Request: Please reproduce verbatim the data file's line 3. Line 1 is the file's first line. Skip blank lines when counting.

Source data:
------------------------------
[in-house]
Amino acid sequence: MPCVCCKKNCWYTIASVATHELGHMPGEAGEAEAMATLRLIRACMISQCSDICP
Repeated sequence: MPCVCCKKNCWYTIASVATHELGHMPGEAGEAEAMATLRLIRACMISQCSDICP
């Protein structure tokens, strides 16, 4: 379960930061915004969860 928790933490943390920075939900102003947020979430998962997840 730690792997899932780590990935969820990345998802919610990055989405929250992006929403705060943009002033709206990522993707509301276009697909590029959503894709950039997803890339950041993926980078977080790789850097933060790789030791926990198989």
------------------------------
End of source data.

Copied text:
Repeated sequence: MPCVCCKKNCWYTIASVATHELGHMPGEAGEAEAMATLRLIRACMISQCSDICP